Consent Vitiated

consentimiento

The majority of Cubans belong to social and mass organizations founded since 1959 by government agencies. Although many people do not expressly state their willingness to join, few argue against it.

However, in the legislation that established these social and mass organizations, we find a series of conditions that exclude consent, since there is a divergence between what is wanted and what constitutes a voluntary declaration, like that which can be expressed with mental reservations.

One of the responsibilities of the members of the committee for the Defense of the Revolution (CDR), for example, is to monitor and uphold socialist legality. Let’s imagine a mother who tolerates that her daughter is a prostitute, or that her son engages in illicit economic activities, while she participates in the activities of the CDR. The former two behaviors are condemned by the system. So, obviously, there is pretense, both on the part of the mother and of the CDR.

Another condition in the legislation states that even having a perfect match between what you want and say, consent is vitiated by intimidation. For membership and participation in these organizations diverts attention from the repressive apparatus, and the person, including his or her family and personal belongings, may feel less watched.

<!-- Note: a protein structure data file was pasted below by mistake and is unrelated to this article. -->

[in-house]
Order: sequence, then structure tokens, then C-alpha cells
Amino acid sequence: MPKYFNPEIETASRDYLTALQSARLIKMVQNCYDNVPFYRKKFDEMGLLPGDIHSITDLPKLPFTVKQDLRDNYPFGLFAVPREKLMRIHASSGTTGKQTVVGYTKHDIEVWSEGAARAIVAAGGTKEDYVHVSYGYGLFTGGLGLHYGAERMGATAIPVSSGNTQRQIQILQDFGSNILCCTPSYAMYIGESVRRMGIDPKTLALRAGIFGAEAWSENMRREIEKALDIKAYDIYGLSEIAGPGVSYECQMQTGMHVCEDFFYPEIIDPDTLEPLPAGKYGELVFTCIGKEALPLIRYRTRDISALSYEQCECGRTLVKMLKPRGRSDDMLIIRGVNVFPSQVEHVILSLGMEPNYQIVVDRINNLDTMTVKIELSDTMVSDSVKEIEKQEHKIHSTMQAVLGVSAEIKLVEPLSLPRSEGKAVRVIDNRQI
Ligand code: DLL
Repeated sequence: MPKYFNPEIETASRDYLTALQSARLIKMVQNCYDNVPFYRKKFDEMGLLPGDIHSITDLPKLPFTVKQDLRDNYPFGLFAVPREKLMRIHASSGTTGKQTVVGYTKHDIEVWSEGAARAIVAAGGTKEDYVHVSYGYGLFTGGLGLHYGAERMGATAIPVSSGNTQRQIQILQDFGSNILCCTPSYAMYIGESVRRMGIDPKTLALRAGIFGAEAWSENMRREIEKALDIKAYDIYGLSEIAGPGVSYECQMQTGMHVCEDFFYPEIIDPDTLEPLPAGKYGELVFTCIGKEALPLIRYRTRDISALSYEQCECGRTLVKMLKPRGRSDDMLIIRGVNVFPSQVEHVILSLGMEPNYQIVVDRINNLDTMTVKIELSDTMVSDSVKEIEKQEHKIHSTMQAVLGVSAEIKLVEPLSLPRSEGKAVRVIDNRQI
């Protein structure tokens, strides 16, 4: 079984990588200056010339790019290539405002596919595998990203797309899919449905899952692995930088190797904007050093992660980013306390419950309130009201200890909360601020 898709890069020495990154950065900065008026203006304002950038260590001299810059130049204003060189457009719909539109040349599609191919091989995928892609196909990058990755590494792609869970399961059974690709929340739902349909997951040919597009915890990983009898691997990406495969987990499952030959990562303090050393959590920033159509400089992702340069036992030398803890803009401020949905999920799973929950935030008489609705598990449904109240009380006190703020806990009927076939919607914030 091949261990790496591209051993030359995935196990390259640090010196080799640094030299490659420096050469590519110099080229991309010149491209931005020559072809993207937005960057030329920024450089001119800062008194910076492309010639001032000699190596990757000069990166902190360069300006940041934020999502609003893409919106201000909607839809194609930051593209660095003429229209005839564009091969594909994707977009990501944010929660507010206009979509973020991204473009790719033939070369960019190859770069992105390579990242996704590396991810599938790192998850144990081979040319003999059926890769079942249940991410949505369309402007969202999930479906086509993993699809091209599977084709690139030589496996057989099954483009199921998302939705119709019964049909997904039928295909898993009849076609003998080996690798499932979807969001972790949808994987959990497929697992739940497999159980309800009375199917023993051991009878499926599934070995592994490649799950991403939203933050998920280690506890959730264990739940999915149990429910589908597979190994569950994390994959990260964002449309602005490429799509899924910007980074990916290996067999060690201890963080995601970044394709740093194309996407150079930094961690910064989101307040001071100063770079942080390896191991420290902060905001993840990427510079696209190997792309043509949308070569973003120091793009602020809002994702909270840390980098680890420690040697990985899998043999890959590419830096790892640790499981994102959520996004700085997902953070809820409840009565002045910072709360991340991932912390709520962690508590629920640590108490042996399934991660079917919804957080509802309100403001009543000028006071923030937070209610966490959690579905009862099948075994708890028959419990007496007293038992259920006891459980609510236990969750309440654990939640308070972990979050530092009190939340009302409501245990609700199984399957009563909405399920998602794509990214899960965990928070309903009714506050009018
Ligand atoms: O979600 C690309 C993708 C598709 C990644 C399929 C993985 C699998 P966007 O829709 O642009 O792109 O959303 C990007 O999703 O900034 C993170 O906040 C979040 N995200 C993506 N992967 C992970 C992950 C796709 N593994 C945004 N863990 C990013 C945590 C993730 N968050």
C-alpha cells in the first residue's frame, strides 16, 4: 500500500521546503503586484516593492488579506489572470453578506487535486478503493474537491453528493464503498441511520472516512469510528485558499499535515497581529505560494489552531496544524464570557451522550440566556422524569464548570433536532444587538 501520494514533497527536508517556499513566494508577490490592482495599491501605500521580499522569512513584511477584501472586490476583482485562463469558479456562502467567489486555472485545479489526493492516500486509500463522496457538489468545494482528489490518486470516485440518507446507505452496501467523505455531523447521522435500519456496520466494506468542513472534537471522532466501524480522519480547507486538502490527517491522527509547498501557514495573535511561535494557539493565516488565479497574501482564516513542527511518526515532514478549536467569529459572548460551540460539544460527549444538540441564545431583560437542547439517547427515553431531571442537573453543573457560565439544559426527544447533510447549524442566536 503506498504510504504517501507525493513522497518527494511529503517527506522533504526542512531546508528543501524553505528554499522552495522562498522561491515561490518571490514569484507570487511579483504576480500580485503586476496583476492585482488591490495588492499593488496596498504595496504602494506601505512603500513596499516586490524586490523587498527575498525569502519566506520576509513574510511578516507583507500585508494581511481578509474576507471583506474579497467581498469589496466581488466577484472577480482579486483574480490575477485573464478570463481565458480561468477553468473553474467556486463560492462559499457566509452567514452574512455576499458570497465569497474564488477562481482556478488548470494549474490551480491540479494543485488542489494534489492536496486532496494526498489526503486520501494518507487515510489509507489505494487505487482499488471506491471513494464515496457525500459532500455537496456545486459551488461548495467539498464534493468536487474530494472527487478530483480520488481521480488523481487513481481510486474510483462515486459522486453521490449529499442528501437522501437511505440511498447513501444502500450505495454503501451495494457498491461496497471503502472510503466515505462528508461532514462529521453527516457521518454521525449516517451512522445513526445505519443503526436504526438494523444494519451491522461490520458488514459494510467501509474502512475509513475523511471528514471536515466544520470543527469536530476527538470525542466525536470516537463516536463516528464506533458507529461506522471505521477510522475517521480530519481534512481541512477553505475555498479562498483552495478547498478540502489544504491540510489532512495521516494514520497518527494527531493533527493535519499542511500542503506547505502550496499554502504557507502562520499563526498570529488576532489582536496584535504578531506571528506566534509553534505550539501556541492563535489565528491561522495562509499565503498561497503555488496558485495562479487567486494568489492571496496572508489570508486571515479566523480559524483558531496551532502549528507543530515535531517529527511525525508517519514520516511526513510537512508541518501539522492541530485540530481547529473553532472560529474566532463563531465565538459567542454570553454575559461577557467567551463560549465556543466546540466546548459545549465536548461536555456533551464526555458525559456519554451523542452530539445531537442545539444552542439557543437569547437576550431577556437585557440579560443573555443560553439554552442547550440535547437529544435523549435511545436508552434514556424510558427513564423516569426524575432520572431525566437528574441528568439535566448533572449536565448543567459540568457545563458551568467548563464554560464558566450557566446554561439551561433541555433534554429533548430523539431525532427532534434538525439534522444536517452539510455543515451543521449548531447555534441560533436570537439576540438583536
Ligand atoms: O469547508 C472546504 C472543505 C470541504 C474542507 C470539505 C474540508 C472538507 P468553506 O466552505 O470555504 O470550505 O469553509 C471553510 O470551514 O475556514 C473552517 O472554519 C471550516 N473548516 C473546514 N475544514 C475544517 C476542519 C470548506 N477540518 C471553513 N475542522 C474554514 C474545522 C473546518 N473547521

Another example. One of the requirements to establish a working relationship with the State, the only legal employer in the country, is to present a document issued by the CDR in support of the potential employee’s behavior and reliability. A negative rating means not getting the job wanted or needed, becoming one of the means that the government has to annul the decision making capacity and personal realization of the citizen. This type of intimidation causes that a high number of individuals to decide to belong to the CDRs and other organizations that provide “guarantees”.

All this that has been taking place in Cuba, for almost half a century, is in clear violation of Article 20, Section 2 of the Universal Declaration of Human Rights: “No one may be compelled to belong to an association.”

Laritza Diversent

Translated by: Eon Flux

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